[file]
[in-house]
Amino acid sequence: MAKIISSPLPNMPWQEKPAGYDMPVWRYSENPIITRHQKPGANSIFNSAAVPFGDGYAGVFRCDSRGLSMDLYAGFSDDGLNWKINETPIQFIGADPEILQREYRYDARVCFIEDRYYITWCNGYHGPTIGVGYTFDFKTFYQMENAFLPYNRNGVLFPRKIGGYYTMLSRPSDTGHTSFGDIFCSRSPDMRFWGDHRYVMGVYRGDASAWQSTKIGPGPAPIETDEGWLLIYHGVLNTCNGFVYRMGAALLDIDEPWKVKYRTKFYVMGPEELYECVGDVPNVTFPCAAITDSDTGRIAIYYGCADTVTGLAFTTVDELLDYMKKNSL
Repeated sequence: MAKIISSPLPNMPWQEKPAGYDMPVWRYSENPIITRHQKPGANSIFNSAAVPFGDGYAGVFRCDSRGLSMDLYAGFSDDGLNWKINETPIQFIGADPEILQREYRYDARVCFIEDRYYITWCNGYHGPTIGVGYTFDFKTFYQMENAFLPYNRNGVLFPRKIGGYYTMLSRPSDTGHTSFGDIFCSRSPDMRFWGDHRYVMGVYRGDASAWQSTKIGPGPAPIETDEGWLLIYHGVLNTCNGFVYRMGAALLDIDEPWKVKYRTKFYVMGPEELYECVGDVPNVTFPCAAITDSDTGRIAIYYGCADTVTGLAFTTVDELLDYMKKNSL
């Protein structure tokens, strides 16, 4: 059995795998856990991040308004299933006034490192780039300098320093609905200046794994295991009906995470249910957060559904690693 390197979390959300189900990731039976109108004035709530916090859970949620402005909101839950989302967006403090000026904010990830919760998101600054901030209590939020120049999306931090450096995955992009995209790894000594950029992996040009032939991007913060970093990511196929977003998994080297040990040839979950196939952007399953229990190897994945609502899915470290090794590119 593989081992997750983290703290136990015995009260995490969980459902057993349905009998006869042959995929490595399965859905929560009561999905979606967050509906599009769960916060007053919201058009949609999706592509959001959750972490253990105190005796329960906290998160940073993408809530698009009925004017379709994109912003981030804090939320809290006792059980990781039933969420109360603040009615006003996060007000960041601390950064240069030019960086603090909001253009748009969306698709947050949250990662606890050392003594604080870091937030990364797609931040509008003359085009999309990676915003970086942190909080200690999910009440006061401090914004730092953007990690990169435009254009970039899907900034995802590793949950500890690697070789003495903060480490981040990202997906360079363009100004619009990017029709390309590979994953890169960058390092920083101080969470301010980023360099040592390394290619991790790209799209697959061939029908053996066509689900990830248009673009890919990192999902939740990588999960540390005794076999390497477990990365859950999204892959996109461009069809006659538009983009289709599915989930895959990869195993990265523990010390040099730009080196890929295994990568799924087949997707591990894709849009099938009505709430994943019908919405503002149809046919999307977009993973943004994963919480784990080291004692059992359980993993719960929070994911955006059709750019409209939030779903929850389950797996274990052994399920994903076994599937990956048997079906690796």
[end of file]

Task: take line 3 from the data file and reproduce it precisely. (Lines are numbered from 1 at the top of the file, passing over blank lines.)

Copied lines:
Repeated sequence: MAKIISSPLPNMPWQEKPAGYDMPVWRYSENPIITRHQKPGANSIFNSAAVPFGDGYAGVFRCDSRGLSMDLYAGFSDDGLNWKINETPIQFIGADPEILQREYRYDARVCFIEDRYYITWCNGYHGPTIGVGYTFDFKTFYQMENAFLPYNRNGVLFPRKIGGYYTMLSRPSDTGHTSFGDIFCSRSPDMRFWGDHRYVMGVYRGDASAWQSTKIGPGPAPIETDEGWLLIYHGVLNTCNGFVYRMGAALLDIDEPWKVKYRTKFYVMGPEELYECVGDVPNVTFPCAAITDSDTGRIAIYYGCADTVTGLAFTTVDELLDYMKKNSL